“The disregard will have an important practical consequence: it will allow people to ensure that their past criminal records will no longer have an impact on their day-to-day lives. That will change people’s lives. At present, as the Equality Network and others have highlighted to us, some people who were convicted merely of showing love and affection to their partners still have to explain their criminal record every time they move job or apply for an internal promotion. That is quite simply unacceptable, and we are determined that it will end.

“The bill that we have introduced will right an historic wrong. However, I want to go further today, and to do something that legislation on its own cannot do. A pardon is, of course, the correct legal remedy to apply for the convictions that we are talking about, but the term “pardon” might still, to some people, imply that Parliament sees those people as having done something wrong. That is, after all, a common context in which a pardon might be granted.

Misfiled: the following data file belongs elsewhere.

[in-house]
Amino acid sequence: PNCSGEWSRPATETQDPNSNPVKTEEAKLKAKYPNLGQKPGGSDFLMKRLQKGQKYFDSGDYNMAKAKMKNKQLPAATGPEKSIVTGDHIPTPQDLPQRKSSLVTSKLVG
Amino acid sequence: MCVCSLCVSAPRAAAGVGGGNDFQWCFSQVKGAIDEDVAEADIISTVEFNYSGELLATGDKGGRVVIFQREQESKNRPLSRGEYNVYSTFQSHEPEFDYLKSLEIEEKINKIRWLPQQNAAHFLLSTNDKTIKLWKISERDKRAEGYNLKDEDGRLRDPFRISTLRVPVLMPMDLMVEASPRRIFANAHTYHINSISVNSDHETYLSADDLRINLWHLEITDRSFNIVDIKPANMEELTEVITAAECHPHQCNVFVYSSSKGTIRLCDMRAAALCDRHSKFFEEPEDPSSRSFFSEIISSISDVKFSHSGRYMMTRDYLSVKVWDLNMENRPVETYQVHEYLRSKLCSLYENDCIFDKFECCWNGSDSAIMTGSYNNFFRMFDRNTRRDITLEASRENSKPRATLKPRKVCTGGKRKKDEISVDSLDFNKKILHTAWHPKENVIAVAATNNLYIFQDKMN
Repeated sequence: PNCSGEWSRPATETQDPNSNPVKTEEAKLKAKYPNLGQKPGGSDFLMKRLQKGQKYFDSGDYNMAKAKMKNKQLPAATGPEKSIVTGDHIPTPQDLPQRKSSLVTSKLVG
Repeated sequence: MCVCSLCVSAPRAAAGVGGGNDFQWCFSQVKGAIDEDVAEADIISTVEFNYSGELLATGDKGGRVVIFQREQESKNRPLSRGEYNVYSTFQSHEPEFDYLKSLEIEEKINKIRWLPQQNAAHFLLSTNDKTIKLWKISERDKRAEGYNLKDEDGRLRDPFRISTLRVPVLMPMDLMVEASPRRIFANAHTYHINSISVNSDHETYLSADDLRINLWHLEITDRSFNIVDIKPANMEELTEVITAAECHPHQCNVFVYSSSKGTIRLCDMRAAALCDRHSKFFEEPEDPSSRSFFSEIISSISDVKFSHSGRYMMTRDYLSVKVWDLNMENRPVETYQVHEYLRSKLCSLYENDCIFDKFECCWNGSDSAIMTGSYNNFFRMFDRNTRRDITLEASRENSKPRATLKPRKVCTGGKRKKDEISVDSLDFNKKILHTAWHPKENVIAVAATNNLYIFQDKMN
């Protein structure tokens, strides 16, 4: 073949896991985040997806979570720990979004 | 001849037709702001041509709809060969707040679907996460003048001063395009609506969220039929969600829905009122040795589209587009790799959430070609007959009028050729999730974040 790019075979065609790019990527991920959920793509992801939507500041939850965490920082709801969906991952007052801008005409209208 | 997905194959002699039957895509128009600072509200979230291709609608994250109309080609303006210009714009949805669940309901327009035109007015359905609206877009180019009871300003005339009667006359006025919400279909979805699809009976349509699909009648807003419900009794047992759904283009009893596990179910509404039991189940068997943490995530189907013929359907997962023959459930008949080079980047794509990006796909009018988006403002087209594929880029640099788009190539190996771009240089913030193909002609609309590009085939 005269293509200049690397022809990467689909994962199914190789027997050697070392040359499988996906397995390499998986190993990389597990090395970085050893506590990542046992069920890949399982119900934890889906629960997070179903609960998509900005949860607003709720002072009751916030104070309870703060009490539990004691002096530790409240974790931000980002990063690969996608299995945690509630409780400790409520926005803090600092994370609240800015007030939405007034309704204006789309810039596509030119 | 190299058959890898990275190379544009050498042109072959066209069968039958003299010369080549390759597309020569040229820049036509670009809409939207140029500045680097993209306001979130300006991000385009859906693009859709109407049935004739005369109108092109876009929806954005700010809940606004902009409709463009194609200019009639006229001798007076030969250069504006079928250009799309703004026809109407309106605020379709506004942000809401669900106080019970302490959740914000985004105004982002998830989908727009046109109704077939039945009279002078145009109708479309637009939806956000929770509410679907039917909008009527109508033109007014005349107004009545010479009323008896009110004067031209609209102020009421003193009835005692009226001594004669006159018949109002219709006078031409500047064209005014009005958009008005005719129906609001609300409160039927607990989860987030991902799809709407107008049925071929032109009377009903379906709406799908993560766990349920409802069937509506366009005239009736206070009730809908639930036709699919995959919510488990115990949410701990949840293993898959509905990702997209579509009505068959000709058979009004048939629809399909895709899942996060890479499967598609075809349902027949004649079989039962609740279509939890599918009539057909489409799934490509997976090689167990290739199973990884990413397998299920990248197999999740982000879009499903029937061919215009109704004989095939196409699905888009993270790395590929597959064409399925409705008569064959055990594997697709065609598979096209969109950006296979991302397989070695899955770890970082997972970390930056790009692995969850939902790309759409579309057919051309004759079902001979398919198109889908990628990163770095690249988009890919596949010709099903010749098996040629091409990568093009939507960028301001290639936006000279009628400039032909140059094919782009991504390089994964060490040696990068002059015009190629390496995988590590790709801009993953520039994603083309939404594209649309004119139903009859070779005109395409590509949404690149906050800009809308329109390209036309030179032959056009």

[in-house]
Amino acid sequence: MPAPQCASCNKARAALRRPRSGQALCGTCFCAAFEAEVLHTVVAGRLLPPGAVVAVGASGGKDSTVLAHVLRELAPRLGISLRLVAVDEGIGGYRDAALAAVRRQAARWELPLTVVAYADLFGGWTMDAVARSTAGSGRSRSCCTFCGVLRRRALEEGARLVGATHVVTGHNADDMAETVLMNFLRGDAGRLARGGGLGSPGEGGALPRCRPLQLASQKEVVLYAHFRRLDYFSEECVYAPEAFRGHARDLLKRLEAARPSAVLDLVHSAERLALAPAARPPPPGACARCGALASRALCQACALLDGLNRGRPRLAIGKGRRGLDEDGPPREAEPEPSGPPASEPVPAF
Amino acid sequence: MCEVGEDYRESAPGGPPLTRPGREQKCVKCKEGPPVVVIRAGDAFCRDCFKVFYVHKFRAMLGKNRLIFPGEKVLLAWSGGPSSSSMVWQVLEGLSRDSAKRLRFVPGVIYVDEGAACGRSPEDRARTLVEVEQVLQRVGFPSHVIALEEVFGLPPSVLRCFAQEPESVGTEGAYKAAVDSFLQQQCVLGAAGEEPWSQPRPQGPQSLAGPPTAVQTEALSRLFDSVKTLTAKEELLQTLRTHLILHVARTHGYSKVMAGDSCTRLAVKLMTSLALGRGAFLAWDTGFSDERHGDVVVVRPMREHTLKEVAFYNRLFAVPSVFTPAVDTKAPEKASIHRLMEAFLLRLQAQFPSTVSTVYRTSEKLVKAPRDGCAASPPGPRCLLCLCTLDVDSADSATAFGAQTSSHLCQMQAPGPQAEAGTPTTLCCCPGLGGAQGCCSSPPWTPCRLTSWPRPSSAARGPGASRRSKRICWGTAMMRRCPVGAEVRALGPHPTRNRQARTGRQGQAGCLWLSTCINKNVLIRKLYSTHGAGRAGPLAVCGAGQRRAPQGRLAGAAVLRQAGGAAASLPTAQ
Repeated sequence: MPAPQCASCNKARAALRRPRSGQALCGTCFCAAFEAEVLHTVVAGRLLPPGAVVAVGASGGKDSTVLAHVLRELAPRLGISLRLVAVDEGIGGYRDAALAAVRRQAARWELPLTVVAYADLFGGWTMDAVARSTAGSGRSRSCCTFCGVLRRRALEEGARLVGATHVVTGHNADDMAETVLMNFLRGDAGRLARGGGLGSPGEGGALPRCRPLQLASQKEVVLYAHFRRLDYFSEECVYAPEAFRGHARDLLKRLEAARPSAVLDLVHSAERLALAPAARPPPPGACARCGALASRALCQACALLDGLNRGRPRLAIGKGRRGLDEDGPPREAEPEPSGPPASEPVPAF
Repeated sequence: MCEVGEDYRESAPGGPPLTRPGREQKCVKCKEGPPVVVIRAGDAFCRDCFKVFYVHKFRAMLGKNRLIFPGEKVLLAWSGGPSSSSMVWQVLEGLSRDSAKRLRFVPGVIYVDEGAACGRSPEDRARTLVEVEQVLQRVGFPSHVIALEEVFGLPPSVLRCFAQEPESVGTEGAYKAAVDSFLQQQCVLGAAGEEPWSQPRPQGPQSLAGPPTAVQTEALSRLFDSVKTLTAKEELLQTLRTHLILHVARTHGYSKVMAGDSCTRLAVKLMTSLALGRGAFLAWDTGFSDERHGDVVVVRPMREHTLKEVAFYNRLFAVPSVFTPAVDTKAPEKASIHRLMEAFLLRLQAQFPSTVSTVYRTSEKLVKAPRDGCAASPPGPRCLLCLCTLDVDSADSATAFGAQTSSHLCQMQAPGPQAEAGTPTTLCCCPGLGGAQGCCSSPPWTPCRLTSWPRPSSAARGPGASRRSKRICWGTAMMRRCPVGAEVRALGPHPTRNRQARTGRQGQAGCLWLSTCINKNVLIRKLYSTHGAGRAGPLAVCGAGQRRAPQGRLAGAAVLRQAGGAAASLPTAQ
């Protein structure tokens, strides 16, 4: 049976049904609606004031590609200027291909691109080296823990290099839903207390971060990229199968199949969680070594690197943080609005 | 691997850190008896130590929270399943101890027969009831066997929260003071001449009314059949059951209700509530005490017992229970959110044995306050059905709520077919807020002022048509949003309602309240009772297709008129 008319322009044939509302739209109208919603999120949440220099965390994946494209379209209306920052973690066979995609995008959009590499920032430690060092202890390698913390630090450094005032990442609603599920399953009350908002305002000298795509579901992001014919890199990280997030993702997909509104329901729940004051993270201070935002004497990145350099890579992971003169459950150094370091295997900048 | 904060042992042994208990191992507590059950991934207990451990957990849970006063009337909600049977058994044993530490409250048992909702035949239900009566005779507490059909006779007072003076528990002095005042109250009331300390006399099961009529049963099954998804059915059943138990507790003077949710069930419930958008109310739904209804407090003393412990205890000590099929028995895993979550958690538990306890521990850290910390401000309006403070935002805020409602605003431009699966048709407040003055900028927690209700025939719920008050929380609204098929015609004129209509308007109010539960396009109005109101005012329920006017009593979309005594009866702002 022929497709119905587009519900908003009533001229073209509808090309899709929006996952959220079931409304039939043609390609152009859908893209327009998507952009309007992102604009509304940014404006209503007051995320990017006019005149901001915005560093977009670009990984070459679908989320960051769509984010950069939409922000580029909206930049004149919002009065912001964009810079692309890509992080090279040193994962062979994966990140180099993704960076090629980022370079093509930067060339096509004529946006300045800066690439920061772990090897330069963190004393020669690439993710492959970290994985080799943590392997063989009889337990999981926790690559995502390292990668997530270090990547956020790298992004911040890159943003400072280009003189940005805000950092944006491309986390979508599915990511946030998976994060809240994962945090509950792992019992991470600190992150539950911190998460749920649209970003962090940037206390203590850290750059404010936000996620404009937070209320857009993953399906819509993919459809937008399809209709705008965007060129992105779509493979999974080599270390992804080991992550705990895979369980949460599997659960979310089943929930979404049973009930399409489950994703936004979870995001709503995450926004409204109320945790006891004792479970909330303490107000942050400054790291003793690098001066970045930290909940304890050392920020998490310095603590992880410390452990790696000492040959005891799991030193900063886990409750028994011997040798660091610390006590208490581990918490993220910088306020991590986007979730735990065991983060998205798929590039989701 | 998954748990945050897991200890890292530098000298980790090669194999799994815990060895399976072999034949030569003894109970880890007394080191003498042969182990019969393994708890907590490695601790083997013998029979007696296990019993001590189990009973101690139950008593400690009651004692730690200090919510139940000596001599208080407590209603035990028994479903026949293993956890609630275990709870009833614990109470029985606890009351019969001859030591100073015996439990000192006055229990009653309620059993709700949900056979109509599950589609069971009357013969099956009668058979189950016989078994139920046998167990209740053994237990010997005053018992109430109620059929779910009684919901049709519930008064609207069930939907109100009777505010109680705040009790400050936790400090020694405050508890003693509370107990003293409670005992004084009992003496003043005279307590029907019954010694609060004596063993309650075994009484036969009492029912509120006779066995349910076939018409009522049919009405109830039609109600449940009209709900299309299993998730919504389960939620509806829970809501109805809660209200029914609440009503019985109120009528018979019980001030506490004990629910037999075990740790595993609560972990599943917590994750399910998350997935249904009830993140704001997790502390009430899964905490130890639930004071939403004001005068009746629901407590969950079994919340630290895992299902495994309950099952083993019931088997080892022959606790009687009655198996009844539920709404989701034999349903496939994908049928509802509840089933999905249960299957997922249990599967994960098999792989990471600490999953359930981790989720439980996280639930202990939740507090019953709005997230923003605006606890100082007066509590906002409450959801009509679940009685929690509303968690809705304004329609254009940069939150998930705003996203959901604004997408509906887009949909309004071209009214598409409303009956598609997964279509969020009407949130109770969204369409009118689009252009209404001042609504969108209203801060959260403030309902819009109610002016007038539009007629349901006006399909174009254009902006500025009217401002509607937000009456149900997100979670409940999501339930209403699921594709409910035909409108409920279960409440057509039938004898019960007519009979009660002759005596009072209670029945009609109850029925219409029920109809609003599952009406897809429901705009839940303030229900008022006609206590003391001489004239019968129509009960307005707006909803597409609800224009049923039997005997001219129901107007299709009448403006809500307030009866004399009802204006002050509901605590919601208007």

“However, as all of us know, that is not the case here. For people who were convicted of same-sex sexual activity that is now legal, the wrong has been committed by the state, not by the individuals—the wrong has been done to them. Those individuals therefore deserve an unqualified apology, as well as a pardon. That apology, of course, can come only from the Government and from Parliament. It cannot come from the justice system; after all, the courts, prosecutors and police were enforcing the law of the land, at the time.

“The simple fact is that, over many decades, parliamentarians in Scotland supported, or at the very least accepted, laws that we now recognise were completely unjust. Those laws criminalised the act of loving another adult; they deterred people from being honest about their identities to family, friends, neighbours and colleagues; and, by sending a message from Parliament that homosexuality was wrong, they encouraged rather than deterred homophobia and hate.

“Therefore, today, as First Minister, I categorically, unequivocally and whole-heartedly apologise for those laws and for the hurt and the harm that they have caused to so many people. Nothing that Parliament does can erase those injustices, but I hope that this apology, alongside our new legislation, will provide some comfort to the people who have endured them. I hope that it provides evidence of this Parliament’s determination to address the harm that was done, as far as we can do so.